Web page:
Review: Ripley Under Ground by Patricia Highsmith

by Stephen Tall on July 8, 2015

ripley under ground#Ripley Under Ground, Patricia Highsmith

I loved the chutzpah of Matt Damon’s Tom Ripley in The Talented Mr Ripley (1999) so was curious to see how it translated into this follow-up, the second in Patricia Highsmith’s ‘Ripliad’ quintet. Ripley has gotten himself involved in an art scam and faces ruin when an American collector threatens to expose it.

There are moments of excitement, yet there’s something missing in this sequel. Maybe it’s that Ripley has made it — he’s no longer a thrusting young man sharp-elbowedly trying to make his way in the world, but a wealthy husband keen to protect his sedately comfortable life, dabbling at painting, gardening and learning French, never happier than when changing into his pyjamas. Bluntly, he’s just not that much fun second time around.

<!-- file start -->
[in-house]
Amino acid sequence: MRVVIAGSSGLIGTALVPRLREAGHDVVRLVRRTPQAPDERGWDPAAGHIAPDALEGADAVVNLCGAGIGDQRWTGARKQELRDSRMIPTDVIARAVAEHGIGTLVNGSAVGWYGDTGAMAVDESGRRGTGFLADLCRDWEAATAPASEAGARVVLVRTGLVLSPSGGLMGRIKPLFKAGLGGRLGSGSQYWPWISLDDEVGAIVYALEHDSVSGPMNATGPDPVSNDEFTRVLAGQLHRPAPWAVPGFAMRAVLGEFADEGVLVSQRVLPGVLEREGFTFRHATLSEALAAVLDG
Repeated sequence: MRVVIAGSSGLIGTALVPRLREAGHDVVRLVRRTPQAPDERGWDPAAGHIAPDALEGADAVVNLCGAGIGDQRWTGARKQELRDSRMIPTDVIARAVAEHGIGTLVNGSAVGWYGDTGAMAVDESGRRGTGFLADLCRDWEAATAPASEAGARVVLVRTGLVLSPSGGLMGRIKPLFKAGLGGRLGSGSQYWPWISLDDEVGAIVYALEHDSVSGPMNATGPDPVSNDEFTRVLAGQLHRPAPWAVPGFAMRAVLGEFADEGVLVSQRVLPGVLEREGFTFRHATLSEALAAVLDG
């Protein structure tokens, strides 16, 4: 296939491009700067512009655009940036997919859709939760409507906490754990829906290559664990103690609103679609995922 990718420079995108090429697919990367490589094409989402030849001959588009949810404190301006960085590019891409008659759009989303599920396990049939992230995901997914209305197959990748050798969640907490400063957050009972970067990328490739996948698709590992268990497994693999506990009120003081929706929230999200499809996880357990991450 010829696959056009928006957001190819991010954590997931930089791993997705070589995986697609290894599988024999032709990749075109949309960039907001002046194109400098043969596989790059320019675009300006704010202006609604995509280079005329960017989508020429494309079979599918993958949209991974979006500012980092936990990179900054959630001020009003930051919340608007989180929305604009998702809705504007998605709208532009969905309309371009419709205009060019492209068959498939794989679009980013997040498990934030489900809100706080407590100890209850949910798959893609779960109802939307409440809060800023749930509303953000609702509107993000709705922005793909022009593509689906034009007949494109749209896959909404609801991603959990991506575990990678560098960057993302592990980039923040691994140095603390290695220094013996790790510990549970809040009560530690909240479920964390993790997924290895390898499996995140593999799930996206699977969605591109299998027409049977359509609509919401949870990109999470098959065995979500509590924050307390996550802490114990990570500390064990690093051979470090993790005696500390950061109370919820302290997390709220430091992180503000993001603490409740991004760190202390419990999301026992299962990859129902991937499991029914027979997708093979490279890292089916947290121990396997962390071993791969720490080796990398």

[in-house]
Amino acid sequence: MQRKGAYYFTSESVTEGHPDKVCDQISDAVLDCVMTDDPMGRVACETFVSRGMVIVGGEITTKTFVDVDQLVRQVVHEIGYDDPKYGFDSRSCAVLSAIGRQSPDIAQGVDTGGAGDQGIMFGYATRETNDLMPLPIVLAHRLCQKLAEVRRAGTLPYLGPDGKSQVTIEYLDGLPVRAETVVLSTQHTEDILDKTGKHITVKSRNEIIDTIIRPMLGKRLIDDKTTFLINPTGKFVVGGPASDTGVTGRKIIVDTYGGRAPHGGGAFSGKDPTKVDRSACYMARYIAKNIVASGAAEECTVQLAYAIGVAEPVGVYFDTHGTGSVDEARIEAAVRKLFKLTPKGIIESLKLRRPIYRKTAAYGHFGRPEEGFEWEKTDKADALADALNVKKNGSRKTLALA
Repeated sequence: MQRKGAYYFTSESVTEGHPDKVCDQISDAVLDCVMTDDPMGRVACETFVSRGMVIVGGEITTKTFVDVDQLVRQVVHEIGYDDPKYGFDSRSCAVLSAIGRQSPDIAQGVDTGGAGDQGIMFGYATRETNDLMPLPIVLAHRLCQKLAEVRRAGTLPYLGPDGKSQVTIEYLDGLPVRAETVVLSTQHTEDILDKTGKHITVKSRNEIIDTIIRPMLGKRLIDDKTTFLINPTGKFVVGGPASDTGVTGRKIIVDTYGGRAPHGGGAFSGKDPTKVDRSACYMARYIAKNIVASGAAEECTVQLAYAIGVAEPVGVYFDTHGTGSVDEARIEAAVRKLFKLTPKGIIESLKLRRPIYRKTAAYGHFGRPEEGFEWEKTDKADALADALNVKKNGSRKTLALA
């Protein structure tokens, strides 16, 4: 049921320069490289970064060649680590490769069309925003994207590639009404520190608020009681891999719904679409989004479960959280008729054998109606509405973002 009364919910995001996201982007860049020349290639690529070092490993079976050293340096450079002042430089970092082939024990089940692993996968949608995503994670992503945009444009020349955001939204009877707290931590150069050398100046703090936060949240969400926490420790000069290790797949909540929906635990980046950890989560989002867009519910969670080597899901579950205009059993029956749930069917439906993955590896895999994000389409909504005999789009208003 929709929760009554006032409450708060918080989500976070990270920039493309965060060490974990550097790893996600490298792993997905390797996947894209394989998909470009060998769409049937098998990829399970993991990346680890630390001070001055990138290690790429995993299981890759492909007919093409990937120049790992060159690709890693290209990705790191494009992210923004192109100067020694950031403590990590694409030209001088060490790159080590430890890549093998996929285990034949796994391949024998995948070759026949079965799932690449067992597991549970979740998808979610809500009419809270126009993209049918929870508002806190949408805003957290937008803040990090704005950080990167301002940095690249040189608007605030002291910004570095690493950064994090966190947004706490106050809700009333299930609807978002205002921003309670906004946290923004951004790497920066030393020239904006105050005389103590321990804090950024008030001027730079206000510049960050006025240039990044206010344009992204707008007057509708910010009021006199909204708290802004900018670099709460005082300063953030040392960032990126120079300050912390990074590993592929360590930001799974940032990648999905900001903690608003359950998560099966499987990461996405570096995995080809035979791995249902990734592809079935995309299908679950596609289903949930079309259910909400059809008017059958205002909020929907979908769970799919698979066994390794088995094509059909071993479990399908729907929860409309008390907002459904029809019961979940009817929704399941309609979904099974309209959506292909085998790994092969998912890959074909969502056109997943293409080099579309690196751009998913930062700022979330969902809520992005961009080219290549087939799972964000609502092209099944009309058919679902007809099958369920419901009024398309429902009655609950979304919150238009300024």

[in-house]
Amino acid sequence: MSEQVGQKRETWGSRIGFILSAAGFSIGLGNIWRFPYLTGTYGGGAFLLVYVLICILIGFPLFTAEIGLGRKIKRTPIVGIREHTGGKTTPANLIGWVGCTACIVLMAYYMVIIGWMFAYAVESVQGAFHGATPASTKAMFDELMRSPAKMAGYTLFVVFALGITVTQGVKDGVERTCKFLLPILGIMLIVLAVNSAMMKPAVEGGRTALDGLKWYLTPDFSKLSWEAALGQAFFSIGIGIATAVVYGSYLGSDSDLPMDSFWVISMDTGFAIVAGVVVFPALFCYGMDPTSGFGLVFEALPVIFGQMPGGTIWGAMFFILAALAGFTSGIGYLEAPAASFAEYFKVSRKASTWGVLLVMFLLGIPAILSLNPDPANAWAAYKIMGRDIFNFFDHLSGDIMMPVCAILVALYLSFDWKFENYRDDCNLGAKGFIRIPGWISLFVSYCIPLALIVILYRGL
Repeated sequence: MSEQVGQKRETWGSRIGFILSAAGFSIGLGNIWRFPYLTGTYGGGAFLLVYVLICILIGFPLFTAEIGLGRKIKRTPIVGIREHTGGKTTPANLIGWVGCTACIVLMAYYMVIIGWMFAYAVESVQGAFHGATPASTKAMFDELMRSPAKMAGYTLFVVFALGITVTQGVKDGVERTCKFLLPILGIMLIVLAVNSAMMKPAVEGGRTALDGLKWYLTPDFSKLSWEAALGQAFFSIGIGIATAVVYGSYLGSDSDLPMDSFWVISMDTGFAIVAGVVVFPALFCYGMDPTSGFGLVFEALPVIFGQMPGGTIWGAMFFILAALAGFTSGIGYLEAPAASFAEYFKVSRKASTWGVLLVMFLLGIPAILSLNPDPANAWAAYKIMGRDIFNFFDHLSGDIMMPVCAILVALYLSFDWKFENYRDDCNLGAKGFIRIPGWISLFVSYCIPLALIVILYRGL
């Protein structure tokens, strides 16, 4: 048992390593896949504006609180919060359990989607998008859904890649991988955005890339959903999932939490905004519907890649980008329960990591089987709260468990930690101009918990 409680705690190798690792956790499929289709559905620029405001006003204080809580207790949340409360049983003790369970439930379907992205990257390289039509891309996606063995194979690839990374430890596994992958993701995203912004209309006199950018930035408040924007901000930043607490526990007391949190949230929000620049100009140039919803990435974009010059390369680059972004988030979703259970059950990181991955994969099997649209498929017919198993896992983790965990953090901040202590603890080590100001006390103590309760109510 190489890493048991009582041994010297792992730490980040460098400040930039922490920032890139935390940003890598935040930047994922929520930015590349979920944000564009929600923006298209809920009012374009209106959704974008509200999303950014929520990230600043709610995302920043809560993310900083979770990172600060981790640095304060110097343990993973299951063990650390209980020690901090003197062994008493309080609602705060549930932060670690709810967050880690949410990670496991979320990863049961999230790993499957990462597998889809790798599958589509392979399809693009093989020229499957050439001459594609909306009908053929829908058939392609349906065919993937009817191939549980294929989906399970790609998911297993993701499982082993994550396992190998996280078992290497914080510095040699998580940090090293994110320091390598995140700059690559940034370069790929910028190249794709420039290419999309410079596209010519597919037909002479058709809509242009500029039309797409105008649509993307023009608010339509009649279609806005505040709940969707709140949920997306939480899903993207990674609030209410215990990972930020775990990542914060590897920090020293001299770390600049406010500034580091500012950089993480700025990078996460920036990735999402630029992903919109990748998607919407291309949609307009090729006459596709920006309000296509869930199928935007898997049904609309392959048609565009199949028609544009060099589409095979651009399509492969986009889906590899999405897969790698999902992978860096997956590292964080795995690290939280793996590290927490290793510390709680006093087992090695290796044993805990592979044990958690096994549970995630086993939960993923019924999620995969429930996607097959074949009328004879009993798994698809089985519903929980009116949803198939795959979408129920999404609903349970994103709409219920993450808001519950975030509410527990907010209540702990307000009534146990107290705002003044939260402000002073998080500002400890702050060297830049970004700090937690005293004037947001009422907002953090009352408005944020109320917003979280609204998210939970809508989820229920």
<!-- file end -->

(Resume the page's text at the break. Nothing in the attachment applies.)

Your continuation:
There are elements of implausibility, too: impersonating Derwatt, the dead painter whose art the Buckmaster Gallery is faking, Ripley holds a press conference and allows photographers to snap away: an absurd and unnecessary risk quite at odds with the other precautions he takes — which again include murder, of course.

In essence: interesting, but not enough to inspire me to plough through the rest of the series: if I read another Ripley novel, I’ll probably go back to the beginning.

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